– A clean kitchen is a sign of a wasted life –
There are all kinds of making. One of the most important, one that everyone does, is the making of food. From a simple box of KD or a peanut butter sandwich to a gourmet soup or roast dinner, humans make everyday: we make to survive. For those of us lucky enough to have them, the kitchen is where this making takes place. The heart of the home, the kitchen, this space is where we share, contemplate, and where we come together over the things we’ve made.
Since the beginning of the MakerBus project (coming up on two years!), “making” in my kitchen has taken on a new meaning. A large square dining table in the center of the room has become a workbench, a gathering place for creative minds, and a place where things get made.
What kind of things, you ask? Well, our Printrbot was assembled here. One of our first forages into becoming true makers (perhaps when we didn’t realize that was what we had always been), this 3D printer sat in parts on the kitchen table, growing slowly, and whenever we could find the time, over the course of 9 long months. Various donations of maker equipment from our friends at Liquid Wrench, Literacy Link South Central, and the Prakash Lab at Stanford have been unveiled at this table, leading to conversations about new exciting methods of delivering our digital literacy content to the London community. Many a Lego brick has been made into jewelry here, as we’ve worked harder and harder to fund this bus project, the one that fuels us, knowing that we are, with every build, making a difference.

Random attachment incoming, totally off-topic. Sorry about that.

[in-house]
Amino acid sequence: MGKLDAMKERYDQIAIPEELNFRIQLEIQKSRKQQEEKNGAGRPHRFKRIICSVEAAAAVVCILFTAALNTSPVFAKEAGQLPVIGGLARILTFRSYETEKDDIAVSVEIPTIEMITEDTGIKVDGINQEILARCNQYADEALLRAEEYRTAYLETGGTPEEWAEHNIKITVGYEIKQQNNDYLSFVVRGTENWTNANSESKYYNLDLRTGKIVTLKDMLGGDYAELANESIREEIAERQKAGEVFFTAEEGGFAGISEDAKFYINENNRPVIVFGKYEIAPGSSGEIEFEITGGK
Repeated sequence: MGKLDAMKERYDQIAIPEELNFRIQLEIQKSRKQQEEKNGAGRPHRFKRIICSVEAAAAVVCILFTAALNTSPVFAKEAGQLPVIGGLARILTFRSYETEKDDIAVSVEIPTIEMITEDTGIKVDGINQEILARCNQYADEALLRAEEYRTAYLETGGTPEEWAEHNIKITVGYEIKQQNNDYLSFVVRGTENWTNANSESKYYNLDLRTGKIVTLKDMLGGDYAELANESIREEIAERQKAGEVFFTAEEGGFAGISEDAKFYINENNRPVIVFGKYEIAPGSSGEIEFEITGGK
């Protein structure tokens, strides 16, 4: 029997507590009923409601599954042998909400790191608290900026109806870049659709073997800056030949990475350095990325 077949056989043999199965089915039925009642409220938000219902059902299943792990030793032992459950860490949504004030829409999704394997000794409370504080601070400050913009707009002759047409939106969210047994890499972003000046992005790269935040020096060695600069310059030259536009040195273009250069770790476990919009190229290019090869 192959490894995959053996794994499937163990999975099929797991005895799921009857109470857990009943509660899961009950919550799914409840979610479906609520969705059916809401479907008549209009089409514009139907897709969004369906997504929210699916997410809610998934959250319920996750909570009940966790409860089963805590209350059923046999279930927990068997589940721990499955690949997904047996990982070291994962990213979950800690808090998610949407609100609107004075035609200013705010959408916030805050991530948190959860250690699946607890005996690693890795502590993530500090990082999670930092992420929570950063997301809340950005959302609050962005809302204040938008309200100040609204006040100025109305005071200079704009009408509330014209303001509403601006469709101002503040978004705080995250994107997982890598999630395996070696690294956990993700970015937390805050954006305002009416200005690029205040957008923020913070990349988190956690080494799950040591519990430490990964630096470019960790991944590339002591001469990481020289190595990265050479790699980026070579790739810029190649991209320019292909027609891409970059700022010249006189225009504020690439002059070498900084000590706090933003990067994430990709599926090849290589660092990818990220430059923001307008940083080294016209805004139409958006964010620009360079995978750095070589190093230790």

As I sit here writing these words (literally, as my little man has my laptop currently committed to the world of MineCraft) I am amid a disaster. A collection of random boxes of needles, LED lights, conductive thread and tin foil. The MakerBus team is running one of our biggest events to date tomorrow: a rapid-prototyping activity for 300 high school girls, aimed at encouraging entrepreneurship. We’ll be receiving payment for this event, which, for the first time, will be able to go into our own bank account: that’s right – we officially became The MakerBus Collaborative this week, when we registered ourselves as a small business! The money we make now can go back into programming, which, if things continue as they appear at the moment, will be a full time commitment this summer. Perhaps soon we’ll be able to hire someone, bring another maker to the table and learn from them, while at the same time contributing to the London economy. Perhaps one day we’ll have a permanent office to go with our mobile makerspace, and things will migrate there, leaving my kitchen table bare.
For now though, I consider myself incredibly lucky to be able to invite amazing people (you know who you are!) into my home to talk, tinker, and teach each other. As we scarf down our pizza because we have no time to cook, we recreate the meaning of making in the kitchen. Together, we’ve pushed the MakerBus from a concept to a moving vehicle, to a small business, and so much of that has happened right here. While we know all too well that there’s always more to make, I wanted to pause for a moment and reflect on what is perhaps the most important things that have been made here: the bonds we build along the way.
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